The rule of law is not a policy that is changed with each new government or administration. It is the bedrock upon which all democratic societies around the world are built. It is built upon the premise that no one is above the law, especially not the elected leader of that country. It is not something that is disregarded at the whim of the current occupant of the presidency.
For me, I firmly believe that the Senate must fulfill its constitutional duty to hold a fair and impartial trial following Trump’s second impeachment. The fact that he is no longer in office makes no difference. It is the principles that must be upheld. The Senate, as an institution, must make a very loud and clear statement that anyone who attempts to circumvent the constitution must be held accountable, regardless of whether they are still in office. It will then be up to every single elected senator to reach deep within their souls and determine, based on the facts presented at trial, if they will vote to convict.
In a democratic society, the rule of law provides its citizens with the knowledge that they have entered into a mutual covenant with their fellow citizens. The rule of law provides its citizens with the knowledge and promise that if they break any law, they will be held accountable. For any society to ignore these principles puts that covenant into question. When democratic norms are broken, democracy suffers. When democracy suffers, citizens ultimately suffer.
Trump’s insurrection brought physical damage to the heart of America’s government – a very visible symbol of the country’s political divide. It sought to capture, torture, and possibly assassinate the sitting Vice President, the Speaker of the House and countless Democratic lawmakers. It also sought to disrupt and prevent the certification of the election. Had these plans been successful, Trump could have declared martial law. Although those plans were thwarted, the insurrection did claim the lives of at least five people and brought severe injury to yet an undetermined number of police officers. But most of all, it laid bare, for all to see, the fragility of American democracy.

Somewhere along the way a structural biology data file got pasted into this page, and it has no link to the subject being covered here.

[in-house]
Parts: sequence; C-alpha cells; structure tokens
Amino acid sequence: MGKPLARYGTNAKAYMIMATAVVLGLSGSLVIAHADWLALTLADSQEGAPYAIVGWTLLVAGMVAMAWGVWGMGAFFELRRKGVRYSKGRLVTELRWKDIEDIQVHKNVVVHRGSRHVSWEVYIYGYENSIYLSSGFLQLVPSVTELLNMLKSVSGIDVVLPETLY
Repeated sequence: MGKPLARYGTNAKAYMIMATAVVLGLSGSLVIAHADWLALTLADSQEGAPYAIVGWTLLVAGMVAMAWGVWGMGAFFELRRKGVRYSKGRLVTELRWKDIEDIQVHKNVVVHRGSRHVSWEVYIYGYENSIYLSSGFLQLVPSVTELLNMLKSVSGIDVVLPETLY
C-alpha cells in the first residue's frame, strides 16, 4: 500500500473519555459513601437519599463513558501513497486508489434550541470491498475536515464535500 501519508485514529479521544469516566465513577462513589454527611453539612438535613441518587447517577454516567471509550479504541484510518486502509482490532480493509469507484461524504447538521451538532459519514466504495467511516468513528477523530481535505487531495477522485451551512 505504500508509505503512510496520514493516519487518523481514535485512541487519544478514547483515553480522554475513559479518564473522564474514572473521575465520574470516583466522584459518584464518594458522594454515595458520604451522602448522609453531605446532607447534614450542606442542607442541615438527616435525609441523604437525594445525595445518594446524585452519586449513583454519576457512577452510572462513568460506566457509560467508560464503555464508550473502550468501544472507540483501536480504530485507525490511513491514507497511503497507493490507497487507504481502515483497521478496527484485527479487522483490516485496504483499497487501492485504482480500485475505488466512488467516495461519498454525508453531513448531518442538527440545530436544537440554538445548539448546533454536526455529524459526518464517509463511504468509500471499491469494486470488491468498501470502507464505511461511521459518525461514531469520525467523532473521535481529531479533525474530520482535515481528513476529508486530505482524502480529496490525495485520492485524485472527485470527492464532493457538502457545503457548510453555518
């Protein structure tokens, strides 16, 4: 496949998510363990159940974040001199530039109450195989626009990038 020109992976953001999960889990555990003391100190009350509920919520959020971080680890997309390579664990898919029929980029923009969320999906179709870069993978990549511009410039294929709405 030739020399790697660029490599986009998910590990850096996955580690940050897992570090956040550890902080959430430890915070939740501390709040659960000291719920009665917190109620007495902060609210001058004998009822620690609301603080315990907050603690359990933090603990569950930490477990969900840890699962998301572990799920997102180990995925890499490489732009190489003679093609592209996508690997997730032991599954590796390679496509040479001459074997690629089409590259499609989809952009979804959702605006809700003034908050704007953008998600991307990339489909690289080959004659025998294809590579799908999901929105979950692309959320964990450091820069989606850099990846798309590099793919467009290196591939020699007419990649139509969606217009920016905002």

The upcoming Senate trial will reveal to the world, whether the 50 Republican senators will uphold their oaths to the Constitution of the United States or continue to be beholden to a disgraced president. A man who, by his words and actions, has clearly demonstrated that his sole priority has never been the wellbeing of the people he swore to serve and protect, but to his own self-serving and personal interests.
Time will tell if these elected officials place duty above personal interest, country over party. The cynic in me is not holding my breath. But the idealist is hoping that these politicians will become true public servants and allow justice to prevail – not just for the American people but also for all democracies. The world is watching.
The content of this article is not intended as legal advice and is for information purposes only. Should you require legal advice on a specific issue relating to the contents of this article, please seek the services of a legal professional.
Atty. Alona C. Mercado is a Partner at Mercado Trinh Law LLP. She was called to the Manitoba Bar in 1999. Her preferred areas of practice include wills and estates, real estate, business law and immigration law. She can be reached at firstname.lastname@example.org or (204) 594-3436. Website: www.mercadotrinhlaw.com.